Charges broaden against SMU women's basketball



Posted on August 15, 2009 at 4:38 PM

Updated Monday, Oct 19 at 6:43 PM

Byron Harris reports
September 25, 2008

DALLAS - For Jennifer Colli,playing basketball at Southern Methodist University was as good as it got.

Colli has been a hoops fanatic since she was a kid. A high school basketball star in Flower Mound, she was voted one of the top 25 high school players in Texas.

While other universities worked to recruit her, Colli's sister had already played at SMU. She said she was ecstatic to join the SMU team with a basketball scholarship in 2005.

But her excitement soon turned to shock at the first team gathering, which was when she said Coach Rhonda Rampola said she would not tolerate relationships, referring to gay relationships, among her players.

"I was sitting around and looking and thinking, is this normal?" she said while recalling the meeting held in the locker room. "Is this what we talk about in team meetings?"

Colli said Rampola asked players about their relationships with each other. Colli said several players on the team were gay.

"That's a choice," she said. "If you want to do that or whoever, that's their choice. It's not the coach's choice to tell them who not to date."

As the season advanced, Colli said she began keeping a diary of problems in the program, which included Rampola's continuous monitoring of players relationships.

Colli said a teammate also stole an English paper she wrote and submitted the work as her own. She also noted that one of the coach's drank alcohol with players who were minors, and she said players commonly used marijuana.

"There are certain drugs that have distinctive smells, and in the huddle you could smell it," she said.

Colli presented the list to SMU athletic director Steve Orsini.

"Our coaching staff says it didn't happen," Orsini said.

While the director said he believes Colli's accusations are all lies, the credibility of head coach Rampola is in question.

Three SMU media guides describe Rampola as an all-American player in her college days. But, Colli said that wasn't the case and told Orsini about it. She said he seemed unconcerned. In the latest SMU media guide, the all-American references about Rampola have been deleted. And Thursday, SMU issued a clarification that said, "Rhonda Rampola was a pre-season honorable mention all-America at Old Dominion, and second-team all-America at SMU in 1981-82."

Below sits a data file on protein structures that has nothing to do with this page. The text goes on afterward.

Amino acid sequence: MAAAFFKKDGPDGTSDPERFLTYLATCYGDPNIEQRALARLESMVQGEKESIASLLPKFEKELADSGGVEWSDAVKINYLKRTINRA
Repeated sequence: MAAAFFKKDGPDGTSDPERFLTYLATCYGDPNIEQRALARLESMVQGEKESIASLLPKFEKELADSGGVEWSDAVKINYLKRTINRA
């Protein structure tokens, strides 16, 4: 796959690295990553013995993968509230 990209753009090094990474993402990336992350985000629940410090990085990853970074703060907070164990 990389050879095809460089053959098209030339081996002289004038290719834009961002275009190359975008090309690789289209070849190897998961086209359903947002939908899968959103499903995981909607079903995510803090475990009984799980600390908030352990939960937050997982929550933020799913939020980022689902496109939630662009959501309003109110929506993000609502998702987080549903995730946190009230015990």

"I would definitely say that after being through this, honesty is not something that is promoted at SMU," Colli said.

In the fall of 2006, Colli was stripped of her scholarship. The athletic department said her scholarship was taken away because she lied about the charges and violated school rules.

"She was retaliated against for bringing to the athletic director items which she says negatively affected the team," said Mike Kelley, Colli's lawyer.

Kelly contends Colli never got a hearing before the student disciplinary authority, as SMU rules dictate. And, when she appealed her case, the appeals committee never revealed Colli's evidence, which contained affidavits from fellow players Katie Gross, Chelsea Tiner, Leah Starr and her sister Juli Colli. Those affidavits bolstered some of Colli's claims.

Colli has also been supported by an e-mail written by Women's Basketball Hall of Famer Nancy Lieberman. In the e-mail to Jennifer Colli's mother, Lieberman wrote, "A player should never feel threatened by a coach or an authority figure ...many SMU players have [spoken] to me informally seeking my opinion on what has been happening to them at SMU."

"Look at what honesty got me," Colli said. "It got me no scholarship and nowhere to play basketball."

Colli said she has effectively been blackballed from college basketball.

SMU, declining to be interviewed, said two university offices investigated the student's allegations and the results of the investigations did not support the student's claims. SMU stands by its findings and will address the issues in court.

Colli is seeking $2,000,000 in damages.